Working at Childline opened my eyes to how much people need to talk, and this needs to start from a young age. We need to interact to survive. As the world is changing, we are struggling to cope with this and are expected to manage these changes and carry on with our lives. This is hard for adults and even harder for children, who are trying to form identites, find where they belong, make choices and discover the world. Some children have support from schools, colleges, friends and family. What about adults who do not have this support, or those who feel they have to just get by the best they can, and what about those who secretly struggle behind closed doors, these indiviudals get forgotten, what is going on for them is not on show, its hidden inside them, they are having an internal battle and that is so hard for indiviudal's to have to suffer this way without any support. Volunteering for MIND and a drug and alcohol agency highlighted the struggle adults go through and the limited support they have from family, friends and services such as charities and the NHS that can offer counselling. The support available from charities and NHS is very limited and practice very differently to the way I practice. They may offer surface counselling as they do not have the resources or funding to offer long term counselling or may only offer counselling that provides the person with some tools to manage but do not get to the root of the problem or often do not get to the causes of what has contributed to the way the indiviudal is feeling. On many occasions the individual can become lost, they can lose a sense of who they are, what they like doing and become absorbed in the issues that are causing them worries.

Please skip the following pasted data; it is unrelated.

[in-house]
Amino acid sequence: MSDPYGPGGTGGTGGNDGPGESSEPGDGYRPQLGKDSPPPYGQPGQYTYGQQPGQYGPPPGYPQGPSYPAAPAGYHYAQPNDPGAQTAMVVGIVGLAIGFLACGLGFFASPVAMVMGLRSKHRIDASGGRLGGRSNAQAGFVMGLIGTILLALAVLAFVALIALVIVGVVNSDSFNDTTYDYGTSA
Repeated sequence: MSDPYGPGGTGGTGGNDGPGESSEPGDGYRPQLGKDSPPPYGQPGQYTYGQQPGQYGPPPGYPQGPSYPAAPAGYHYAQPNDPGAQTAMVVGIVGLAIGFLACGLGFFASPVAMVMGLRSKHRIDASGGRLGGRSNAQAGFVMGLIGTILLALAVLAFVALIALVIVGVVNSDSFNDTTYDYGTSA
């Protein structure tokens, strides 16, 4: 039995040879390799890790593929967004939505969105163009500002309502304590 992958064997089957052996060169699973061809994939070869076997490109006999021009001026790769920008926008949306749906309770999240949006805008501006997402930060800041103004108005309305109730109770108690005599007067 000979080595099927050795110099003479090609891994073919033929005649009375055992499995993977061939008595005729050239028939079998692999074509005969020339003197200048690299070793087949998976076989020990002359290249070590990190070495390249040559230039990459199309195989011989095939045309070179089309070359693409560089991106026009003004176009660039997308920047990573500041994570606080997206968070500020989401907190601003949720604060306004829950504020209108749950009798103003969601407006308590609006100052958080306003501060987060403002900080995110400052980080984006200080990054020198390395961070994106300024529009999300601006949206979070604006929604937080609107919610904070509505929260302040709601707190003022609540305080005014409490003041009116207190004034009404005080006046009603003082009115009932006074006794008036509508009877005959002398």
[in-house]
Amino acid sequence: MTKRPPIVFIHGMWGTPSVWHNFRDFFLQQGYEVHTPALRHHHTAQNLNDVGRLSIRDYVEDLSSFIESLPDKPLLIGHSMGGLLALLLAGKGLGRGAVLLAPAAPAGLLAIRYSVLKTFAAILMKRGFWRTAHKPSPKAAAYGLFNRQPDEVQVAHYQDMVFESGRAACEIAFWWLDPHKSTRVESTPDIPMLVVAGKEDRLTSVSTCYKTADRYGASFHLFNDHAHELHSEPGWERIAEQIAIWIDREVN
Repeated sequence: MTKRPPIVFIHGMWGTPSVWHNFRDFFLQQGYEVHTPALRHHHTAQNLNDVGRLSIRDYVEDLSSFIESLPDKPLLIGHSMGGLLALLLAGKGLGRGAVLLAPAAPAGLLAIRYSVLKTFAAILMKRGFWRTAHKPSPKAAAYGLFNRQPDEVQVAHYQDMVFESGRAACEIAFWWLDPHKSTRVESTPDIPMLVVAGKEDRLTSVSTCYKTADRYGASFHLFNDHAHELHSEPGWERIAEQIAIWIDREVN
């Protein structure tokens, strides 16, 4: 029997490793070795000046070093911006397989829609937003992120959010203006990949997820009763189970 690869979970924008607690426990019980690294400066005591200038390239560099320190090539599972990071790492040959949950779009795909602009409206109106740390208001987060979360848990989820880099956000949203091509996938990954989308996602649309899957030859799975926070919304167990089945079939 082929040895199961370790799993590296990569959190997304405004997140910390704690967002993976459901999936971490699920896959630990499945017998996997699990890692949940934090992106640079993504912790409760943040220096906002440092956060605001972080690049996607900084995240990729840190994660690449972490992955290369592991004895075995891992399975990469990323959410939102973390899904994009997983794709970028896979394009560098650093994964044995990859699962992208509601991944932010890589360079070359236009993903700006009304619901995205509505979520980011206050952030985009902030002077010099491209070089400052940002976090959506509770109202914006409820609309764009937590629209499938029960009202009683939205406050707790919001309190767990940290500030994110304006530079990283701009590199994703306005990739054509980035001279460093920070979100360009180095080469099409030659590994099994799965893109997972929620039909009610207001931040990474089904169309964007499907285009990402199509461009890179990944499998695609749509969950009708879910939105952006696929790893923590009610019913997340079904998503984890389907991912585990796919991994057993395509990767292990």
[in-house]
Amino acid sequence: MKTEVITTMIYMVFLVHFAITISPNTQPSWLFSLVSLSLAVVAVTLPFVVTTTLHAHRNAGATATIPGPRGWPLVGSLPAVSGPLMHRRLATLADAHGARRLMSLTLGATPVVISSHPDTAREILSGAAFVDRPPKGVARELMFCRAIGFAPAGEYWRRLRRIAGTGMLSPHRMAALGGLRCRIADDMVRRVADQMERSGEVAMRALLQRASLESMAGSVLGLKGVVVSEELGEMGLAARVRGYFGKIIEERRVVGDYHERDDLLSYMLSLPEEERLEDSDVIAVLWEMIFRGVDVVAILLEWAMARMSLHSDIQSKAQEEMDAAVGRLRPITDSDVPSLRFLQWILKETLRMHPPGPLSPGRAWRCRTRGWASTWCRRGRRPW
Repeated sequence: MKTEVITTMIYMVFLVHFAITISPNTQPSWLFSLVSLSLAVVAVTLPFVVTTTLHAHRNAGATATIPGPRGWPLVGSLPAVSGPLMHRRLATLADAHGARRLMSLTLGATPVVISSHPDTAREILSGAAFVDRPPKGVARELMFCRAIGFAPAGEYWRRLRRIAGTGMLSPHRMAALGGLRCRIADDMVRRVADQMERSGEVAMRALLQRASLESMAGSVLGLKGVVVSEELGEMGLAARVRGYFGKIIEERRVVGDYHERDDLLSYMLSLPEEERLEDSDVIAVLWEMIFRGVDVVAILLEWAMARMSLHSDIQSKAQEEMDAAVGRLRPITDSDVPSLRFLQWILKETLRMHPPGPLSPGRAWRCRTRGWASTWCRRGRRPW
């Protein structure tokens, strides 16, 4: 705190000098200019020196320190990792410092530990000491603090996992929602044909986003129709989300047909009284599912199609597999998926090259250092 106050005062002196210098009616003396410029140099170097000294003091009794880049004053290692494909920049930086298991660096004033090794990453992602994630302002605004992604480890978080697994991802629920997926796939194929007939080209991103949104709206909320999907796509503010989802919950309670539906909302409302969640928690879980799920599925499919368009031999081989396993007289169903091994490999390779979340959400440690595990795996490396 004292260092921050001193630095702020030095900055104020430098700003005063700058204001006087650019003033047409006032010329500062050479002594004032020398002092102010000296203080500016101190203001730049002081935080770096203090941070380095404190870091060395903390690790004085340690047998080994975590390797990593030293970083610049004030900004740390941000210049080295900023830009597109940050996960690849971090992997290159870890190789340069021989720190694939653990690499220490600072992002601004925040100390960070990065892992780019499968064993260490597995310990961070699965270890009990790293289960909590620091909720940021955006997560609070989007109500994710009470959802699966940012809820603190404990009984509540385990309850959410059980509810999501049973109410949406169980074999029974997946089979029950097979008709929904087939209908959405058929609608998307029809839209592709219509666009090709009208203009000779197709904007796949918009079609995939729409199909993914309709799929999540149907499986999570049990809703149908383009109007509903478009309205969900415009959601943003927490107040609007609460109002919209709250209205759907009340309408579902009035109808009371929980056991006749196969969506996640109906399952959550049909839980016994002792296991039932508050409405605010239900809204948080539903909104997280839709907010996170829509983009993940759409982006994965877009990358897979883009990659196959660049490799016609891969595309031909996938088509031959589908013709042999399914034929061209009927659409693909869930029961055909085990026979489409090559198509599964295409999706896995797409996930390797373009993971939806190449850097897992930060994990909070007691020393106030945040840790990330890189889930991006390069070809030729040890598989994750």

I wanted to set up my private pratice to help those who may not have access to counselling because of long waiting lists or have access to the right kind of counselling, to help people explore in-depth their experiences, to undestand and make sense of what has happened to them, to help indiviudals make choices and to rediscover the person who has become lost in their problems.